Inspections are objective and transparent. A copy of the inspection report is provided to the operator along with the certification decision. 
The certifier, including the inspector, must not hold a commercial interest in the business being inspected, or provide paid consulting services, accept gifts, favors, or payments other than the prescribed inspection fee. 
An inspector cannot serve as an adviser or consultant, and may not recommend specific products, practices, animal or plant varieties, or give advice for overcoming identified barriers to certification.
The term “organic” is federally regulated. Anyone making an organic claim is legally liable.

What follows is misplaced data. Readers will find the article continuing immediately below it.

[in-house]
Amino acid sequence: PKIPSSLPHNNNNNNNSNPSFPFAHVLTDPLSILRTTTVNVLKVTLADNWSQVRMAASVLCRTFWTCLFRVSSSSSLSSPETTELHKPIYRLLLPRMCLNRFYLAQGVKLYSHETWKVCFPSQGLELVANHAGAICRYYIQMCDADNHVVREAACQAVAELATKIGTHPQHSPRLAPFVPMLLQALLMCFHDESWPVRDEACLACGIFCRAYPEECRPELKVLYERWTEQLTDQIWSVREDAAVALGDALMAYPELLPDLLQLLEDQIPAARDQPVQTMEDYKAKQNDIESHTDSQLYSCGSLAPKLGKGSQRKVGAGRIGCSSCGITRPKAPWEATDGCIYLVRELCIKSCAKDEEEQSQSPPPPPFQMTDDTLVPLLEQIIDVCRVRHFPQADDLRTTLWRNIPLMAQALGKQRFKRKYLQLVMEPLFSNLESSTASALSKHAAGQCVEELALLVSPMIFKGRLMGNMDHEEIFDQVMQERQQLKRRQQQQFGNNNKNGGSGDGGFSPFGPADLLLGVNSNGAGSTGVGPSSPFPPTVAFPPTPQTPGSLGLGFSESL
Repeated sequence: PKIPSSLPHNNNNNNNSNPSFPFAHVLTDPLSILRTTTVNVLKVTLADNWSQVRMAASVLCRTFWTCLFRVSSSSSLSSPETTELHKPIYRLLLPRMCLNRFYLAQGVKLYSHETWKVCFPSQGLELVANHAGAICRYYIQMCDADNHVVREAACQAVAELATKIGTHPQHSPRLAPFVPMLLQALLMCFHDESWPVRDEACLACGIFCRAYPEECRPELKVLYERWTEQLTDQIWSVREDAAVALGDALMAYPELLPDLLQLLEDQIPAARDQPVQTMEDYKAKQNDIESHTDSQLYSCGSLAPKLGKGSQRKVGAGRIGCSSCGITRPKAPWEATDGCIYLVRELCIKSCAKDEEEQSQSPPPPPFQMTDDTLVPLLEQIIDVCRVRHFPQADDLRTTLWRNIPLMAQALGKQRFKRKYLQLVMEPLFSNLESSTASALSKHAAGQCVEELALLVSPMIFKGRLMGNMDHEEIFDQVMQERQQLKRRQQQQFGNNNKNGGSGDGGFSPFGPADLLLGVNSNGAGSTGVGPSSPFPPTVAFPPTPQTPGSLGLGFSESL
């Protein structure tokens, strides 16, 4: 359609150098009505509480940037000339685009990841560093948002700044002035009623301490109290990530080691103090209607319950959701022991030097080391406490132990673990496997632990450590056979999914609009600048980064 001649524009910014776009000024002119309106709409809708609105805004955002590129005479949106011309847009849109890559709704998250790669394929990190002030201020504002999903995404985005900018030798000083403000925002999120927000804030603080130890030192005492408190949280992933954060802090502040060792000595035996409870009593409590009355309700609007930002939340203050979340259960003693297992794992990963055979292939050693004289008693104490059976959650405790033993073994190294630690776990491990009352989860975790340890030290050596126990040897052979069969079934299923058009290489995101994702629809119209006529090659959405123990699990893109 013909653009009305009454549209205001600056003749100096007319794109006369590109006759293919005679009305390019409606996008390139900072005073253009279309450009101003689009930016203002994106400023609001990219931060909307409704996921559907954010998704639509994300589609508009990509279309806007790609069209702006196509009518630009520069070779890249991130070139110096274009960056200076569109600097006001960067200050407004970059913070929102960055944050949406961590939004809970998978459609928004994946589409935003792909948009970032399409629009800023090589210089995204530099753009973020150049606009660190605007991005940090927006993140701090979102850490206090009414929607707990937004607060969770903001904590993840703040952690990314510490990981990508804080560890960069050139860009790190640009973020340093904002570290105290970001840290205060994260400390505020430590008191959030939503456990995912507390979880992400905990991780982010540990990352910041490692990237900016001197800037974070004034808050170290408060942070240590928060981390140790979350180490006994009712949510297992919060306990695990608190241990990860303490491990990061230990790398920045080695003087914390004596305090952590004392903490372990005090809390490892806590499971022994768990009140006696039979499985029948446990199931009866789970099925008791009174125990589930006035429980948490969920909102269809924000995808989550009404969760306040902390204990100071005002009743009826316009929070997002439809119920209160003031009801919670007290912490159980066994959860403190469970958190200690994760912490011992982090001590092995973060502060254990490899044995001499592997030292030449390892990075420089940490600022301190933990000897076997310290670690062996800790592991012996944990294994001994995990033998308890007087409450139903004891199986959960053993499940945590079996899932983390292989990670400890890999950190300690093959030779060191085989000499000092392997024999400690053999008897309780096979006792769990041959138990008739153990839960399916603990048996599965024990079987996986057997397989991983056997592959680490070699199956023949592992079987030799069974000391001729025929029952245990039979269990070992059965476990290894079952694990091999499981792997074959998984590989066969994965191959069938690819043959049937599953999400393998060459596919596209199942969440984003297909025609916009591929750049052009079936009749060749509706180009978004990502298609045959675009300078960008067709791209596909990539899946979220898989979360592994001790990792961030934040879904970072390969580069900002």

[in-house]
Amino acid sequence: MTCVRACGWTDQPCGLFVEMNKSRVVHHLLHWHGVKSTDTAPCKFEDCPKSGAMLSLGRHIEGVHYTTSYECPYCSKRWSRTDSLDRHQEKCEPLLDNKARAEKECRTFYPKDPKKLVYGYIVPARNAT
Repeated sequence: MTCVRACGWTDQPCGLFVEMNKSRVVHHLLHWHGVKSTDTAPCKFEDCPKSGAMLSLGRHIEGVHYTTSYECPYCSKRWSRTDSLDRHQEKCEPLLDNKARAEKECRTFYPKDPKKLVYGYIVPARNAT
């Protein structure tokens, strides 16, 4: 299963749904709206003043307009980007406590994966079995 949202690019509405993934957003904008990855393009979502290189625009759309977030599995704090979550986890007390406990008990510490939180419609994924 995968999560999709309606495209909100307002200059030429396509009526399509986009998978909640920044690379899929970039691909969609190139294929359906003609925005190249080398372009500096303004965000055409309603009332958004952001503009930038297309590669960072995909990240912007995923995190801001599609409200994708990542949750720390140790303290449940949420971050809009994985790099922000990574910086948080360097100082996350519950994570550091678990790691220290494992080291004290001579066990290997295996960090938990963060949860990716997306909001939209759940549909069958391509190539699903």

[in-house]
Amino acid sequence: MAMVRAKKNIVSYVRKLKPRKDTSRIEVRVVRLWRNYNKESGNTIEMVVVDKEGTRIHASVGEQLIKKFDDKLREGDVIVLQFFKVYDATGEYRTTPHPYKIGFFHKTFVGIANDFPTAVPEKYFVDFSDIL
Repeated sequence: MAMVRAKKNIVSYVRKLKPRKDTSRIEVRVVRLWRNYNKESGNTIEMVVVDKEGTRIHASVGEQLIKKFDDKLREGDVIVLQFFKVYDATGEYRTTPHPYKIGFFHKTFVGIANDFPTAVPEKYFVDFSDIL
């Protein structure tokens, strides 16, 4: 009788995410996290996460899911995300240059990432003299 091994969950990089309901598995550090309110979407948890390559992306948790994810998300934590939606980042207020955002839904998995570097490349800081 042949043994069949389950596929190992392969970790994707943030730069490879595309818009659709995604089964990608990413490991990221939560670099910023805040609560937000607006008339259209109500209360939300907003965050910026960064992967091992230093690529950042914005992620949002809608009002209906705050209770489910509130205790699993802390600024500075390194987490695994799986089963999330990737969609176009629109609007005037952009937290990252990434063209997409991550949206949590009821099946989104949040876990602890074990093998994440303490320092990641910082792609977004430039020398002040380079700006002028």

A civil penalty of up to $11,000 for each offense can be levied on any person who knowingly sells or labels an organic product that is not produced in accordance with NOP regulations.
Consumers purchasing organic fruits, vegetables and other products can be assured that these products not only carry the most regulated food label available, but are the gold standard for those wishing to avoid produce containing pesticide residues. 
Given the facts, you can surely understand our shock at such disinformation from one individual spread in an attempt to undermine an entire growing industry.
Christine Bushway is executive director and chief executive officer of the Brattleboro, Vt.-based Organic Trade Association, the membership-based business association for organic agriculture and products in North America.
Agree? Disagree? Leave a comment and tell us your opinion.